Over time, this mounting pressure, coupled with a lack of honed resilience skills, can have a devastating impact on a leader’s work and wellbeing. They can burn out — a condition which often results in feeling exhausted, overextended, unmotivated, and ineffective for weeks or months on end. Their frustration and apathy can have a significant negative impact on their real business performance. Past research also tells us that those who are highly invested in their work tend to be susceptible to burnout because their identities are linked to their work performance. 

The trend towards burnout and leader exhaustion would be problematic at any time. However, faced as we are with the prospect of months, if not an additional year of COVID-19 concerns, it is clear that we need to take steps to protect corporate leaders — and through them, their employees — from the weight of pandemic stress. 

This line of thinking follows the oxygen-mask theory. The name refers to the emergency airline procedures, which ask parents to fix a lifesaving mask over their face before they help their child so that they have the breath and capability to save them both. 

“Taking time for yourself is actually in service to the other people around you,” Amit Singh, Head of HR for Asia & Japan at AXA Investment Managers, commented in an article for HCA Magazine. “Command and control is really effective in times of crisis and times of emergency, but it’s not sustainable over the long term. It just burns people and organizations out too fast.”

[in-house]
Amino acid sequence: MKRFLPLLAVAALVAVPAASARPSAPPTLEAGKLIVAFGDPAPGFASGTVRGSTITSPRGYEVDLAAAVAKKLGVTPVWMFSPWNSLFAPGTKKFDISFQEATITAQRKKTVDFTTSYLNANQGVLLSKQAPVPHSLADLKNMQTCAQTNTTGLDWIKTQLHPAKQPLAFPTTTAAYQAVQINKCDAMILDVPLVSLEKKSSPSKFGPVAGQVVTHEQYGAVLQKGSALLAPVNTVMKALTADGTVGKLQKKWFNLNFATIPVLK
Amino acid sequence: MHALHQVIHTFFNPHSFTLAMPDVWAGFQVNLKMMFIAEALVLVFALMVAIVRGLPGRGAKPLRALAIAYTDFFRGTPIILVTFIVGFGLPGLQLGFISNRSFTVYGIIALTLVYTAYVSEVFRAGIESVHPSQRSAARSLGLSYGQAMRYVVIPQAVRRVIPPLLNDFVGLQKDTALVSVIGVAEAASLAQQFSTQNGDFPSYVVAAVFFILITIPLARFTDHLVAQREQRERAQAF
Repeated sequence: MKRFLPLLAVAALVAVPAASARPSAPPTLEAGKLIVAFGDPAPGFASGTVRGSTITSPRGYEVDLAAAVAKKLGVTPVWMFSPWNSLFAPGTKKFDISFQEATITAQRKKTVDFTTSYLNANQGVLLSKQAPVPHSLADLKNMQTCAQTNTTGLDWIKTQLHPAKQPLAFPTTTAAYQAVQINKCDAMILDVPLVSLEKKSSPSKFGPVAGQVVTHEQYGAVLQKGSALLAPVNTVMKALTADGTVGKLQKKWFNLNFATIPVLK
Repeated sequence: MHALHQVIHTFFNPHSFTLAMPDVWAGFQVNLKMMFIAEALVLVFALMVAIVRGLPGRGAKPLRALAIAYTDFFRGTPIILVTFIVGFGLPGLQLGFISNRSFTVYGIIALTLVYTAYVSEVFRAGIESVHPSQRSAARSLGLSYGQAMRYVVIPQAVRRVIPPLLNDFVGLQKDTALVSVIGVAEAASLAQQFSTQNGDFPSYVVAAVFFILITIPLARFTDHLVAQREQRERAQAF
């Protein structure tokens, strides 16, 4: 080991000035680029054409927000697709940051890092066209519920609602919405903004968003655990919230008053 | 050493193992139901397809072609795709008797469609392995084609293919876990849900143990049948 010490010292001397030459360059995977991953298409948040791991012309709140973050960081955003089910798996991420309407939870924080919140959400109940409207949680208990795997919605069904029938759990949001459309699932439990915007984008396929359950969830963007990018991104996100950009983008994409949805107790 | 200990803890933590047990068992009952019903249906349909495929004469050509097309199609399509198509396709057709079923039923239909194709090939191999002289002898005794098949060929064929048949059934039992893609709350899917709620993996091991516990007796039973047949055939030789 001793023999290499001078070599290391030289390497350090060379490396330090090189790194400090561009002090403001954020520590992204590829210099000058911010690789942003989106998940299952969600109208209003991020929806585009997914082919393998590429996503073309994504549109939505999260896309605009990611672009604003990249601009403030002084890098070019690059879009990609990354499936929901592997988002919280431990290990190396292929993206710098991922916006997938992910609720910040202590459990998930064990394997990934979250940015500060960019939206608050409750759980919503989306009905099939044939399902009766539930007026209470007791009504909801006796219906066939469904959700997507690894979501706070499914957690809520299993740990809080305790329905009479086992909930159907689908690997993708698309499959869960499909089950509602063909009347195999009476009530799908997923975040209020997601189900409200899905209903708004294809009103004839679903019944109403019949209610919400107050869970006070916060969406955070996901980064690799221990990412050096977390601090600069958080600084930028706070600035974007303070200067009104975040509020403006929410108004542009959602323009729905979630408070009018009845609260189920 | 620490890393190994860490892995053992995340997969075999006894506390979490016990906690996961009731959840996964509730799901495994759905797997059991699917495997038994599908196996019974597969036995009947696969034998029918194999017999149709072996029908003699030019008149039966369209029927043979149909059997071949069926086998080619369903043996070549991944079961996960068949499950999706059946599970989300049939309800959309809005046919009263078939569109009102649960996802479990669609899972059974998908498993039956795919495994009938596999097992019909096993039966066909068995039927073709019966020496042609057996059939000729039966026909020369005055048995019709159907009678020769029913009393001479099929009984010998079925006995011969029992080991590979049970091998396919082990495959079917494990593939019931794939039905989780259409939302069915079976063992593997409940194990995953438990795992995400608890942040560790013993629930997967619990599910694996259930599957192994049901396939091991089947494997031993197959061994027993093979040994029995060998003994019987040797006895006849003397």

The answer is to consciously present self-care as an imperative — not through some handed-down policy, but via real and decisive action. 

“Rather than just worrying about employees’ stress and potential burnout, leaders can help them put the brakes on overwork,” leadership consultant Liz Kislik wrote in a recent article for the Harvard Business Review

How can they do so? Kislik suggests that the key lies in modeling the change rather than verbally suggesting it. “[Leaders] can demonstrate how to maintain boundaries by not sending or responding to emails and other messages outside working hours. They can discuss how they are balancing their own personal and work commitments. At casual get-togethers and Zoom happy hours, leaders can share information about their vacation plans and encourage team members to make and share their own plans.”

The personal touch is logical when you think about it. After all, what employee is going to feel completely comfortable clicking out of their email at five if their boss regularly sends messages until half-past nine? Well-intentioned policies will come to naught if you take a “do as I say, not as I do” approach to anti-burnout tactics. 

Leaders are living through turbulence right now, and years of training tell them that they need to immediately make sure that everyone else on the proverbial plane is comfortable and safe. They rush around solving problems, not realizing — like an anxious parent on an airplane — that ignoring their own wellbeing is actually hindering their mission. 

Leaders, put on your oxygen masks and prioritize your mental health. Your employees, customers, and business partners will thank you for it.